It Takes More than Agile Principles and Practices to Create Agility

“In skating over thin ice, our safety is in our speed.”

~Ralph Waldo Emerson

References to ‘disruption’, ‘innovation’, and ‘the future of work’ are ubiquitous, conjuring up images of fast-paced environments, chaotic demands, and amazing new capacities both enabled and driven by the power of digitization. Not surprisingly, the call for greater ‘agility’ is equally pervasive, asking individuals, teams, and whole organizations to seek novelty, handle unprecedented levels of ambiguity, and focus on the barest essentials to achieve productivity and profitability goals.

This reality raises three very important questions for executives, performance improvement professionals, and organization development practitioners:

What makes agility possible?

What is my team/organization’s current capacity for agility?

How can I help my team/organization increase its capacity for agility?

As commonly understood, Agile is a project management methodology that helps teams iterate more quickly, effectively and in closer alignment with customer needs. When successful, Agile projects are 28% more successful than traditional projects (Source: Price Waterhouse Cooper).  However, success is not a given. According to VersionOne, 63% of respondents in one study blamed the clash between their business’s culture and Agile’s business philosophy as the reason for their failure. In other words, Agile principles and practices alone cannot ensure agility. The behavioural norms and meaning system of the organization need to support Agile ways of working for the ‘agile’ functionality to emerge.

Translating the conversation from Agile principles and practices into behavioural and cultural terms shifts the emphasis away from structure, process, and technologies, toward attributes of the ‘human system’. More specifically, it asks whether the workforce’s preferred ways of reasoning, relating and acting are in harmony with the demands of Agile. If they are, Agile is likely to take root and succeed. If not, the risk of failure is high as the methodology is asking large numbers of people to work against their own natures.

Aggregate behavioural propensities are possibly the most precise and relevant way to understand this fundamental alignment question. Why? They give insight into how readily the human system in an organization can create and sustain the change-speed-achievement oriented dynamic that Agile is designed to enable. Structures, processes, technologies and resources cannot, of themselves, exercise agility. However, teams with the right aggregate behavioural propensities, supported by suitable structures, processes, technologies and resources, can.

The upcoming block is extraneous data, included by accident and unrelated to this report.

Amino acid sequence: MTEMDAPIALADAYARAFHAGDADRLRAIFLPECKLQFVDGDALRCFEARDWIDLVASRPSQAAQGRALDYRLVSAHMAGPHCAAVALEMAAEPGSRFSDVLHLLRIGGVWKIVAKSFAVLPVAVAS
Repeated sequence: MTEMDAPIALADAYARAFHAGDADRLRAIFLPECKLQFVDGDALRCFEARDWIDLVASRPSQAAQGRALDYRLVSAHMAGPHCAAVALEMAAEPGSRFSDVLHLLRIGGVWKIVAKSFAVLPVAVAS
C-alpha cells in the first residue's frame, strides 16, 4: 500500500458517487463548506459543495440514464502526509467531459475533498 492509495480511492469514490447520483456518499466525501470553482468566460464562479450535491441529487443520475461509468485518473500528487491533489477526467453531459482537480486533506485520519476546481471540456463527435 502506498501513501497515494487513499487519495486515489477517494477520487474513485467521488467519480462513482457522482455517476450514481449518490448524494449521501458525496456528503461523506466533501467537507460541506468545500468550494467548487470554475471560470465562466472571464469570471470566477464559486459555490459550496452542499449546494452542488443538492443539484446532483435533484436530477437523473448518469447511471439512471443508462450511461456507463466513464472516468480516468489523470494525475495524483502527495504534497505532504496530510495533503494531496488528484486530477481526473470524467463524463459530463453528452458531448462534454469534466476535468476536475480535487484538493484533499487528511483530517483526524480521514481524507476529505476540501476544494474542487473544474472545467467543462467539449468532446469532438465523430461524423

This does not mean that every member of a team needs to be strong in the behavioural preferences that are at the heart of agility – achievement orientation, profit and results focus, and an overwhelming desire to quickly adapt and create a new future using imagination and insight when the status quo is challenged. What it does mean is that the overall profile needs to emphasize these preferences, while also guarding against the downsides of this style (more task than people, more what than why, more action than consideration).

By gauging how big the gap is between the needed and actual aggregate propensity profile of a team, leaders can assess the risk of failure and take compensatory actions.

Three obvious avenues for strengthening agile capacity include:

Identifying/allocating talent to build a more suitable aggregate propensity profile.

Providing development opportunities to members with the greatest potential to learn the required behaviours (i.e., closest to demonstrating these talents naturally.

Practicing intentional teaming whereby team members learn to demonstrate their preferences more or less forcefully, to give required propensities more air time.

Given resourcing constraints, all three enhancement strategies are often needed to help the ‘agile’ functionality become an active reality. While Agile is a response to the need-for-speed, strategic workforce design and talent management are the best way of ensuring its success.

 

Germaine Watts is a thought leader, author, speaker and co-founder of Ensentious – a consultancy and workshop/retreat provider dedicated to helping individuals, teams, and organizations thrive. As a mindfulness coach, SuccessFinder expert, and facilitator with the Centre for Courage and Renewal, she seeks to foster connection between soul and role in ways that supports personal, organizational, and societal transformation.